- OIL & GAS
The question of the merit of incentive programs resurfaced when OSHA, as part of its National Emphasis Program on Recordkeeping, suggested that the existence of incentive programs may qualify for deliberate under-reporting, raising a recordkeeping violation from “other-than-serious” to the willful level.
“We have found that incentive programs based primarily on injury and illness numbers often have the effect of discouraging workers from reporting an injury or illness,” said OSHA Assistant Secretary Dr. David Michaels at the opening of the 26th Annual National VPPPA Conference in Orlando, Fla., in August. “We cannot tolerate programs that provide this kind of negative reinforcement and this type of program would keep a company out of the VPP until the program or practice is corrected.”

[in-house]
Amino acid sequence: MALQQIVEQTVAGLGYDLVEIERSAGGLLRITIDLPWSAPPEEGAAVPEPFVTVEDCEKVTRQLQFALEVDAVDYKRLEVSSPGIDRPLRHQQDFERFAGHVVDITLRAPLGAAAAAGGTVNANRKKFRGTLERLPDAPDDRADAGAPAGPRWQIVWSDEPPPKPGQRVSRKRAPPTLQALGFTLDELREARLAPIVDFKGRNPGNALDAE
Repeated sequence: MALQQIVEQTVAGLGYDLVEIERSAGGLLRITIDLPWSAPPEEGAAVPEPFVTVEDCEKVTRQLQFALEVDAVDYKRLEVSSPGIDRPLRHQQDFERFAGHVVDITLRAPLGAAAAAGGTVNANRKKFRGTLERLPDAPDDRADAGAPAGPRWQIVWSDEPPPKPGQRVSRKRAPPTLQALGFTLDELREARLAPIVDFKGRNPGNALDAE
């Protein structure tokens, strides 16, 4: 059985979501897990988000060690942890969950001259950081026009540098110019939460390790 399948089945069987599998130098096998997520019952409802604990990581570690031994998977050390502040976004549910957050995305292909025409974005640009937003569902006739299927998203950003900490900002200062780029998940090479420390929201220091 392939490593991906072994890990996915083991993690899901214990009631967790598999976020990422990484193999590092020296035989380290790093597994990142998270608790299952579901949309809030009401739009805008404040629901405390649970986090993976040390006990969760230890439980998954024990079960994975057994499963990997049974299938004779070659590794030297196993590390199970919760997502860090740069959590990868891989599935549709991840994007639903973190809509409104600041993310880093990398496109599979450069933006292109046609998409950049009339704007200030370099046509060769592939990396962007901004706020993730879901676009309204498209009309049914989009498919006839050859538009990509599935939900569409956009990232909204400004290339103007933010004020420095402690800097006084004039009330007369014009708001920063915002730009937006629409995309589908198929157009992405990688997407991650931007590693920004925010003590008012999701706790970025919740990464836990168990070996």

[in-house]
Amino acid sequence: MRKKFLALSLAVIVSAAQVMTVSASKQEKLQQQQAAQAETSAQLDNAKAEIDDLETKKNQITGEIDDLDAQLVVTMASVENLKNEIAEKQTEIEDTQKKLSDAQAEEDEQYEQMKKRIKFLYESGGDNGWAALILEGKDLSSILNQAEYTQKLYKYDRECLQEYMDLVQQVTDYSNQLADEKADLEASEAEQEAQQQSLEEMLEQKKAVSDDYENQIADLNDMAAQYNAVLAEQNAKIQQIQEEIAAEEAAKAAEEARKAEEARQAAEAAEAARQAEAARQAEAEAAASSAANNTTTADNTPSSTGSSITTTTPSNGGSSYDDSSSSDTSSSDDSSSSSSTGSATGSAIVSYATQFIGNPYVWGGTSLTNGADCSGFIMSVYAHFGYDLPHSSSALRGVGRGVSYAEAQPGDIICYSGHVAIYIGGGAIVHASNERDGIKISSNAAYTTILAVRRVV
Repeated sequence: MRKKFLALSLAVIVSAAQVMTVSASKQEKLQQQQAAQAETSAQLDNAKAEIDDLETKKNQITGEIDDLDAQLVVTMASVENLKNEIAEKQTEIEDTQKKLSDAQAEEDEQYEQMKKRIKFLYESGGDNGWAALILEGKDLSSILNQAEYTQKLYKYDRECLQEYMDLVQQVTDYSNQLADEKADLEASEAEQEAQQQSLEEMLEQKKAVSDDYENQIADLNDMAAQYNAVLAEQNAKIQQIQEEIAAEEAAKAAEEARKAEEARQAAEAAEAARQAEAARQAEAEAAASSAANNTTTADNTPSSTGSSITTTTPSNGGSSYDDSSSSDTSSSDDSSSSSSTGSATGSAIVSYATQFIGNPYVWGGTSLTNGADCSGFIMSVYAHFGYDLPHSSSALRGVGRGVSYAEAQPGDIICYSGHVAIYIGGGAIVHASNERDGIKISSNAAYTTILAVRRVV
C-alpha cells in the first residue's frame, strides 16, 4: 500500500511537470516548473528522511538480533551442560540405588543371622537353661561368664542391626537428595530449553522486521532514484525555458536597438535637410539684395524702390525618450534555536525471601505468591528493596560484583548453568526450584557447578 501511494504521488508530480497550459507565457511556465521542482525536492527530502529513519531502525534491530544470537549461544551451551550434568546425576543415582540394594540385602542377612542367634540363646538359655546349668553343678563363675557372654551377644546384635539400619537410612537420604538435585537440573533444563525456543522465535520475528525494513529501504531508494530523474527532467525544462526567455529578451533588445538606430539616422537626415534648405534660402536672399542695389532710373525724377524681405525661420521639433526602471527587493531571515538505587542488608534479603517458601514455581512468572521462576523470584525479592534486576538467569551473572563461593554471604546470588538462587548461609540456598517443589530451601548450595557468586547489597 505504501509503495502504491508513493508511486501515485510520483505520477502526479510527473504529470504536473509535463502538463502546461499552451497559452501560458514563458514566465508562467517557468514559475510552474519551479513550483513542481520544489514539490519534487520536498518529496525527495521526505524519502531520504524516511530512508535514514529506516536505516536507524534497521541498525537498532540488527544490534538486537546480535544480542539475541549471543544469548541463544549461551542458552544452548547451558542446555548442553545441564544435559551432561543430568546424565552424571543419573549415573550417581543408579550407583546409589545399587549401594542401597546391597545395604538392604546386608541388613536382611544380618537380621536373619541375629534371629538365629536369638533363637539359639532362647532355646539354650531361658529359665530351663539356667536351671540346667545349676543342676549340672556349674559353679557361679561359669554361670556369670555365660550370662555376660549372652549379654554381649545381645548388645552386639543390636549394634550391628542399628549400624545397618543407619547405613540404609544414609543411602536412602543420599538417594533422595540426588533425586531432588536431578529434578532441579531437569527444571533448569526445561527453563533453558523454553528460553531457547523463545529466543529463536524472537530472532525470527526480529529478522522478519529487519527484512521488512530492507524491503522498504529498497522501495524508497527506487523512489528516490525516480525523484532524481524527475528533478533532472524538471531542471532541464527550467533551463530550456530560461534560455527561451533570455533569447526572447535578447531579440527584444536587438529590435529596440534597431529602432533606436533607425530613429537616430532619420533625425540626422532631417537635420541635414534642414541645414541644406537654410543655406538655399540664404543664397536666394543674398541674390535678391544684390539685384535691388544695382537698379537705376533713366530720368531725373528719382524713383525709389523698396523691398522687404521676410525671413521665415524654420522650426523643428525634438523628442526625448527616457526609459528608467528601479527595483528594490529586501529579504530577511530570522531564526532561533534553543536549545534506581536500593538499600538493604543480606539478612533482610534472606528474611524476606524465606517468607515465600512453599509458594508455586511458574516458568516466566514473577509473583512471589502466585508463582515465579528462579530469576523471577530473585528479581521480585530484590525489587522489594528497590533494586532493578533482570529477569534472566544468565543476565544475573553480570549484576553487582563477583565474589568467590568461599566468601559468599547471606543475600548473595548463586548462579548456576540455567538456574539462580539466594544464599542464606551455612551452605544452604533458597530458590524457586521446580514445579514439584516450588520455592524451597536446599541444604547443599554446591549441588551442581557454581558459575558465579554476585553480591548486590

However, Voluntary Protection Programs (VPP) participants, just like all other worksites, are free to use an incentive program as long as it's the right kind of program, reinforcing positive behavior. Specific questions during inspections and onsite evaluations have been designed to determine whether some employers are under-reporting injuries and how incentive programs affect the reporting of injuries and illnesses.
“Incentive programs are a useful and common means to motivate people and strive for improvement,” said VPPPA Executive Director R. Davis Layne. “However, the association and its members disapprove of programs that discourage employees from reporting injuries because they want to receive a reward. Good incentive programs feature positive reinforcement for demonstrating safe work practices and taking active measures in hazard recognition, analysis and prevention.”
The nearly 2,100 VPPPA member sites primarily consist of worksites that have been approved, or are seeking approval, into VPP as administered by OSHA, state-plan OSHA and the Department of Energy.